|Elevation||42–70 m (138–230 ft)
(avg. 60 m or 200 ft)
|Land area1||2.98 km2 (1.15 sq mi)|
|- Density||67 /km2 (170 /sq mi)|
|INSEE/Postal code||62358/ 62580|
|1 French Land Register data, which excludes lakes, ponds, glaciers > 1 km² (0.386 sq mi or 247 acres) and river estuaries.|
|2 Population without double counting: residents of multiple communes (e.g., students and military personnel) only counted once.|
A small farming village situated 9 miles (14.5 km) northeast of Arras, at the junction of the D919 and the D33 roads.
|From the year 1962 on: population without double counting—residents of multiple communes (e.g. students and military personnel) are counted only once.|
Fresnoy was virtually destroyed in 1917 during the First World War.
After their successes in the spring campaigns (including the taking of Vimy Ridge), the Canadians and British pushed eastwards across open country until they reached German defence lines that, in this sector, ran north to south from Arleux, on to Oppy and then down to Gavrelle.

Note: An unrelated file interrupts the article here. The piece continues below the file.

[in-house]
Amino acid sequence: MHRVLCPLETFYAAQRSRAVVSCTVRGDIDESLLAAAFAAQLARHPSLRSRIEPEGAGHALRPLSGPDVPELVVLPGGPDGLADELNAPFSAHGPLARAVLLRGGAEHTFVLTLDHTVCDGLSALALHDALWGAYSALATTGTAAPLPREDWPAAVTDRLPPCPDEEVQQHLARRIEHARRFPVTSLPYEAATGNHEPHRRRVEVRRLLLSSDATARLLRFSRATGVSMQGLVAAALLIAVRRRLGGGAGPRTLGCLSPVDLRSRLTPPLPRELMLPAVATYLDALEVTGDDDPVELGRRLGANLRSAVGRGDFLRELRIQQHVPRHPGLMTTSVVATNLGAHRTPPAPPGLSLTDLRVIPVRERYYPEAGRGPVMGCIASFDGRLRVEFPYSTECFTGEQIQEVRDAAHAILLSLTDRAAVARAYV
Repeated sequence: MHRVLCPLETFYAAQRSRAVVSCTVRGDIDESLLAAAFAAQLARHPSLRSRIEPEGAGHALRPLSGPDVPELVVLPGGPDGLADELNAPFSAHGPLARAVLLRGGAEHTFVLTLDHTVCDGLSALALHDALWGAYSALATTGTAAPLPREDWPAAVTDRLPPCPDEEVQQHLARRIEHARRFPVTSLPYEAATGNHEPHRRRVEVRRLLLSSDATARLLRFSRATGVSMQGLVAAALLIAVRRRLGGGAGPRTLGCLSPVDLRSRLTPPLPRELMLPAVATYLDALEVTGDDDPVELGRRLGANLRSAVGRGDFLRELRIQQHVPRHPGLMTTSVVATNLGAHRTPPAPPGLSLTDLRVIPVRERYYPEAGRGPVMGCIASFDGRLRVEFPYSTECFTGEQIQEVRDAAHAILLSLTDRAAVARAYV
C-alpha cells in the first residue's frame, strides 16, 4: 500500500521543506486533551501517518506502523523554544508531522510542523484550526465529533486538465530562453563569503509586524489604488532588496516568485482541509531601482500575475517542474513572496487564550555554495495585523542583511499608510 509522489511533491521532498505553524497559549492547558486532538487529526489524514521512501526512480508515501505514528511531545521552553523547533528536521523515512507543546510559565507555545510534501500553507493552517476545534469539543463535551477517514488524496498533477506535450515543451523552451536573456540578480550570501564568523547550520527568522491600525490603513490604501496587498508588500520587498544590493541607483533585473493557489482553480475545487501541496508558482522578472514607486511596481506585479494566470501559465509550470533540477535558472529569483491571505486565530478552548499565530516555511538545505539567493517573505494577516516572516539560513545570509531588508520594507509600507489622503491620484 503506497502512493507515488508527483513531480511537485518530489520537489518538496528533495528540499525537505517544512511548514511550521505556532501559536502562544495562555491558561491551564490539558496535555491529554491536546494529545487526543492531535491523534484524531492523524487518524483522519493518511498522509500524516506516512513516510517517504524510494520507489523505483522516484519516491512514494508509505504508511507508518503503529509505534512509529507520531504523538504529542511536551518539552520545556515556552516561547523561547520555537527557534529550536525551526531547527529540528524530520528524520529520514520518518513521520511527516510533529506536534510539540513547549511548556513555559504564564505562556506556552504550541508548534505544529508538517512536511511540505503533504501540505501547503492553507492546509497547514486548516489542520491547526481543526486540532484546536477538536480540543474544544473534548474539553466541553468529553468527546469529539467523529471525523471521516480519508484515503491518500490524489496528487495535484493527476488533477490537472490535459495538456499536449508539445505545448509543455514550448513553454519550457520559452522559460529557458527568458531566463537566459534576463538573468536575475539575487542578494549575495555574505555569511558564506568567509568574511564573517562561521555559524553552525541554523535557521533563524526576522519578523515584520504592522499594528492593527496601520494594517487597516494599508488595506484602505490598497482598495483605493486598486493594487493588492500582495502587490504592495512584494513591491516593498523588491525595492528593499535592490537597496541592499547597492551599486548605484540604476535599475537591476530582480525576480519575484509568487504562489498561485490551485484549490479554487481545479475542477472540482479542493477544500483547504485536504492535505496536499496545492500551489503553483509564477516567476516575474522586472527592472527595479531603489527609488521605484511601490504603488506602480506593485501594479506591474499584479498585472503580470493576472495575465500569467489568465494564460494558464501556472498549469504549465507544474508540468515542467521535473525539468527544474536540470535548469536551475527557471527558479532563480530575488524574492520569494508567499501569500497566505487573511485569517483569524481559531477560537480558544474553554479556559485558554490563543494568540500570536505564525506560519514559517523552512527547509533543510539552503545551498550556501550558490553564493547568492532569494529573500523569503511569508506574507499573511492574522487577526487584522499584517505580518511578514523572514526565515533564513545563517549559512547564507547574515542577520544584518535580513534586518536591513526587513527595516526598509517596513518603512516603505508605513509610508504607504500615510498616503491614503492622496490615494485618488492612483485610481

Following a successful push by the Canadians through Arelux in late April, German positions in and around Fresnoy became the scene of fierce fighting on April 28, 1917. Ernst Junger, who wrote Storm of Steel, recalled the barrage on the village:
‘Fresnoy was one towering fountain of earth after another. Each second seemed to outdo the last. As if by some magical power, one house subsided into the earth; walls broke, gables fell, and bare sets of beams and joints were sent flying through the air, cutting down the roofs of other houses. Clouds of splinters danced over whitish wraiths of steam. Eyes and ears were utterly compelled by this devastation.’
A few weeks later, on May 5, the Canadians managed to capture the village. It was lost, however, when ferocious German counter attacks were launched on May 7 and pushed the Canadians and British back. The frontline then stabilised just outside the village.
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